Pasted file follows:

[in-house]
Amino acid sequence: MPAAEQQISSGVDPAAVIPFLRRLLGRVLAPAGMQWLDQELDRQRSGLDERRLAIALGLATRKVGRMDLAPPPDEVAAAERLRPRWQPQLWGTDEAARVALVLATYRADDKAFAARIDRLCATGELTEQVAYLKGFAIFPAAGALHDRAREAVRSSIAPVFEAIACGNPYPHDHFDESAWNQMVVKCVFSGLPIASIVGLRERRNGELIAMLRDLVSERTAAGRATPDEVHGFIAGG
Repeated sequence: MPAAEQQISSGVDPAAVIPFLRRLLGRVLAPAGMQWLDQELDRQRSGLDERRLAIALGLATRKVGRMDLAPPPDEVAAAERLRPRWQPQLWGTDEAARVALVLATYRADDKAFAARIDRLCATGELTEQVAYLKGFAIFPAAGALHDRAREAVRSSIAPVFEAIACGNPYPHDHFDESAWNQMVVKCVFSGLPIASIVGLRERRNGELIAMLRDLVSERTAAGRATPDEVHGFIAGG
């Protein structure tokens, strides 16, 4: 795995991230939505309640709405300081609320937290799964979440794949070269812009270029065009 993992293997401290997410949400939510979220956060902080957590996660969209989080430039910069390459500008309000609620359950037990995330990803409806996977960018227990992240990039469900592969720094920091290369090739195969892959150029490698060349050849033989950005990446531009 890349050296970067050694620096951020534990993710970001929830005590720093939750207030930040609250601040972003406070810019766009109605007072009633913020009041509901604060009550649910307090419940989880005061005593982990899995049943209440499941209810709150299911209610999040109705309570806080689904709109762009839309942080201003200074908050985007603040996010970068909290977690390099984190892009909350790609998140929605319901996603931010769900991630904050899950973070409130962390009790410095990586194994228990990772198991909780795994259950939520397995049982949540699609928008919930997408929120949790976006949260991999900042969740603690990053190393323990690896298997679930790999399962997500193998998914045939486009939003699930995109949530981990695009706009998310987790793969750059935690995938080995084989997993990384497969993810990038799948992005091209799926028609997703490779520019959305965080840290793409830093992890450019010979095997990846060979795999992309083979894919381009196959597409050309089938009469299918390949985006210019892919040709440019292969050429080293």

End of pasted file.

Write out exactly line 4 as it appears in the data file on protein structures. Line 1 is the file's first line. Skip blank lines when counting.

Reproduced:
């Protein structure tokens, strides 16, 4: 795995991230939505309640709405300081609320937290799964979440794949070269812009270029065009 993992293997401290997410949400939510979220956060902080957590996660969209989080430039910069390459500008309000609620359950037990995330990803409806996977960018227990992240990039469900592969720094920091290369090739195969892959150029490698060349050849033989950005990446531009 890349050296970067050694620096951020534990993710970001929830005590720093939750207030930040609250601040972003406070810019766009109605007072009633913020009041509901604060009550649910307090419940989880005061005593982990899995049943209440499941209810709150299911209610999040109705309570806080689904709109762009839309942080201003200074908050985007603040996010970068909290977690390099984190892009909350790609998140929605319901996603931010769900991630904050899950973070409130962390009790410095990586194994228990990772198991909780795994259950939520397995049982949540699609928008919930997408929120949790976006949260991999900042969740603690990053190393323990690896298997679930790999399962997500193998998914045939486009939003699930995109949530981990695009706009998310987790793969750059935690995938080995084989997993990384497969993810990038799948992005091209799926028609997703490779520019959305965080840290793409830093992890450019010979095997990846060979795999992309083979894919381009196959597409050309089938009469299918390949985006210019892919040709440019292969050429080293």